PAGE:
Williams: The 2019 Democratic Debates, Where No One Argues for Fixing America With Better Schools
In the current issue of The Atlantic, progressive entrepreneur Nick Hanauer published a provocative article under the headline “Better Schools Won’t Fix America.” Predictably, the piece reinflamed the left’s long-festering intramural education fights. Reformers fumed. Their critics cheered. Barack Obama praised the piece on Twitter.
The piece’s core thesis orbited a neologism: “educationism.” As Hanauer put it, “The longer we pretend that education is the answer to economic inequality, the harder it will be to escape our new Gilded Age … But instead of focusing on ways to increase household income, educationists in both political parties talk about extending ladders of opportunity to poor children.”
While this stance — school reform can solve poverty on its own — is recognizably standard conservative fare, it’s less clear that many progressives view the world that way. Have they also been pretending that education is the key to solving inequality? After all, if Barack Obama governed as an education reformer intent on improving schools, he also expanded access to health care, pushed for a more progressive tax code and called combating income inequality and social immobility “the defining challenge of our time.” (Hanauer has also written about Obama on inequality, incidentally.)
So … where are these hard-nosed progressive educationists hiding? Fortunately, the Democratic Party just held its first debates of the presidential primary season this week — so we can check. Oddly enough, even though 20 candidates spoke during the two-night event, there was little evidence of the sway of “educationism” on those stages. Candidate after candidate flagged the dangers that inequality poses to American democracy.
Former representative John Delaney (D-MD) warned that “we’ve got to fix our public education system, [because] it’s not delivering the results our kids need.” Sounds like an educationist! Except, wait, that line came after Delaney called for raising the minimum wage, establishing paid family leave and doubling the earned income tax credit. And Rep. Tim Ryan (D-OH) called for “trauma-based care in every school.” Former vice president Joe Biden flogged his proposal to triple Title I spending (the federal government’s core K-12 funding program for low-income students).
Hmm. Well, noted education reformer Sen. Cory Booker (D-NJ) was asked about health care and instantly pivoted: “We’re talking about this as a health care issue, but in communities like mine, low-income communities, it’s an education issue.” That sure sounds like the educationist reduction move! So you’re saying that we can’t address health care issues without blaming them on schools, eh, Senator? Except Booker continued: “because kids who don’t have health care are not going to succeed in school.”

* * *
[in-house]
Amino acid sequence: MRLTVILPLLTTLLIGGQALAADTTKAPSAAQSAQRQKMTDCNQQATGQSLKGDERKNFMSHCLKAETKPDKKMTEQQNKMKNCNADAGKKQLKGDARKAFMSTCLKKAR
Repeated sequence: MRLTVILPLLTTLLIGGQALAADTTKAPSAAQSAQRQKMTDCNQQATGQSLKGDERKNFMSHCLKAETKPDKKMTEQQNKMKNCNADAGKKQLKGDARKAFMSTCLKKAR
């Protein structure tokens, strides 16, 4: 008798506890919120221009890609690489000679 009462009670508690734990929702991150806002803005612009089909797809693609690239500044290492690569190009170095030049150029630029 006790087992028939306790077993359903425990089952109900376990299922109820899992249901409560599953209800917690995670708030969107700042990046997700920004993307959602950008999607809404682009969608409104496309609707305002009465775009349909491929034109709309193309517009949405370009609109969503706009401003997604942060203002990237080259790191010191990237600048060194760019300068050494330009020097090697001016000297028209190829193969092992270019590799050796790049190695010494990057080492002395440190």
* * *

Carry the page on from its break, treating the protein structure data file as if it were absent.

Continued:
Senator Amy Klobuchar (D-MN) insisted that “economic opportunity” required the country to have “schools that work.” Again: gotcha, educationist! Except, again, that only came after she said it required “better child care for everyone in this country. And when you want an economy that works, you need to have retirement that works.”
And, well, that’s about all. Aside from some jockeying over how to address student loan debt and abstract promises to expand access to affordable early education programs, education remained an afterthought.
It’s almost as if, well, basically no major progressive figure (and no minor progressive figure, given the flock of candidates) believes in anything that sounds even vaguely like Hanauer’s educationism. It’s almost as if the doctrine of schools-only solutions to poverty and inequality isn’t a serious, let alone hegemonic, position for progressives. Precisely zero of the current Democratic candidates for that party’s presidential nomination believe that public education is the primary cause of American inequality.
Indeed, in his piece, Hanauer recommends we pay workers better and “invest not only in our children, but in their families and their communities. We must provide high-quality public education, sure, but also high-quality housing, health care, child care, and all the other prerequisites of a secure middle-class life.”
Right. But, again, that sure sounds a lot like, well, every single candidate running for the Democratic Party nomination. It sounds a lot like the last Democratic presidential administration. And none of those things are incompatible with reform policies to make U.S. schools more equitable and higher performing — things like fair school funding, stronger academic standards, regular assessments, transparent data reporting and meaningful public accountability.
As I put it on Twitter when Hanauer’s piece came out:
Sure, Hanauer’s article blames wealthy philanthropy — not just the Democratic Party — for advancing the notion that school reform can solve inequality and social immobility. But that “rich people misunderstand inequality as a matter of economics and politics” isn’t a particularly interesting or counterintuitive take. It’s like noting that water is wet or Ryan Gosling is handsome.
Most of the folks focused on improving American educational equity already know that. That’s why they’ve — we’ve — gotten so fired up about the ways that schools customarily allow the wealthy to launder their economic privileges into opportunity hoarding, usually through the real estate market. So look, “Better Public Schools Are Part of a Meaningful Strategy to Combat Inequality in America” may not be as catchy a headline, but that doesn’t make it wrong.
*The views presented here are Conor P. Williams’s alone and do not imply the endorsement of any organization with which he is affiliated.
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